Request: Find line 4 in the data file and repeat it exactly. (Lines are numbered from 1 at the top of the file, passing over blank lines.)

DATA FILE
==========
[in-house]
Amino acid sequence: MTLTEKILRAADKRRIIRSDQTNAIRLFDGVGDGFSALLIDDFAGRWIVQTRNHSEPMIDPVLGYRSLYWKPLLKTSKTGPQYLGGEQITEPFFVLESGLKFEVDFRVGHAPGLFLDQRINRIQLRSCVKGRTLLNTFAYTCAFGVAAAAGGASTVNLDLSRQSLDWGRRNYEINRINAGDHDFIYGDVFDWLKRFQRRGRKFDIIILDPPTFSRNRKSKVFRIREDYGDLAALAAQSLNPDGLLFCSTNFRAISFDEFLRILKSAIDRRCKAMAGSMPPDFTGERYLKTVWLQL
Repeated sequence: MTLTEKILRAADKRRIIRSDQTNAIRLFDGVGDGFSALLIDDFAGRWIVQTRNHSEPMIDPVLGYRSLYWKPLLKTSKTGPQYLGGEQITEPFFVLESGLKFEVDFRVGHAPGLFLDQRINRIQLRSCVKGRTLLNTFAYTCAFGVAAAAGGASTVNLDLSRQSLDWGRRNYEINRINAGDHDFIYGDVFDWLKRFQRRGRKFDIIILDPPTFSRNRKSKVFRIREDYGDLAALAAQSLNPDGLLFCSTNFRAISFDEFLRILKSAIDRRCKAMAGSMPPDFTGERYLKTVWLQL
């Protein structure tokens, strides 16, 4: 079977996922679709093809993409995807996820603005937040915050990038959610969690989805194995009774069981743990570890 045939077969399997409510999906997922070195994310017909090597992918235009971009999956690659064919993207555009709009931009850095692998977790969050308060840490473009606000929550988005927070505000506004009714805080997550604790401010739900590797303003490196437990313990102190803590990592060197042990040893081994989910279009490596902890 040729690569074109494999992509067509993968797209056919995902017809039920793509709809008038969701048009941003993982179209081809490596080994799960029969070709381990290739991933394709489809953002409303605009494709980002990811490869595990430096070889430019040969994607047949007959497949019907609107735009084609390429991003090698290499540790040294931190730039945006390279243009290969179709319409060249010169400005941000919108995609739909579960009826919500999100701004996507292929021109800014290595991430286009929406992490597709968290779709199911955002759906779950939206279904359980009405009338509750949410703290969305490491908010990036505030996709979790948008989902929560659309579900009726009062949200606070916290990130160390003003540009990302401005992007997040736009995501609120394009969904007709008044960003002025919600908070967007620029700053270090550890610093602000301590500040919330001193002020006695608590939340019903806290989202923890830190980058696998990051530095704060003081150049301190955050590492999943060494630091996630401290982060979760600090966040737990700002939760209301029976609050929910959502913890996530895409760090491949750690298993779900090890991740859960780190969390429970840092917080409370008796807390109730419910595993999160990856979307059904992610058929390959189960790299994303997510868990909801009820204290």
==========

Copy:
């Protein structure tokens, strides 16, 4: 079977996922679709093809993409995807996820603005937040915050990038959610969690989805194995009774069981743990570890 045939077969399997409510999906997922070195994310017909090597992918235009971009999956690659064919993207555009709009931009850095692998977790969050308060840490473009606000929550988005927070505000506004009714805080997550604790401010739900590797303003490196437990313990102190803590990592060197042990040893081994989910279009490596902890 040729690569074109494999992509067509993968797209056919995902017809039920793509709809008038969701048009941003993982179209081809490596080994799960029969070709381990290739991933394709489809953002409303605009494709980002990811490869595990430096070889430019040969994607047949007959497949019907609107735009084609390429991003090698290499540790040294931190730039945006390279243009290969179709319409060249010169400005941000919108995609739909579960009826919500999100701004996507292929021109800014290595991430286009929406992490597709968290779709199911955002759906779950939206279904359980009405009338509750949410703290969305490491908010990036505030996709979790948008989902929560659309579900009726009062949200606070916290990130160390003003540009990302401005992007997040736009995501609120394009969904007709008044960003002025919600908070967007620029700053270090550890610093602000301590500040919330001193002020006695608590939340019903806290989202923890830190980058696998990051530095704060003081150049301190955050590492999943060494630091996630401290982060979760600090966040737990700002939760209301029976609050929910959502913890996530895409760090491949750690298993779900090890991740859960780190969390429970840092917080409370008796807390109730419910595993999160990856979307059904992610058929390959189960790299994303997510868990909801009820204290």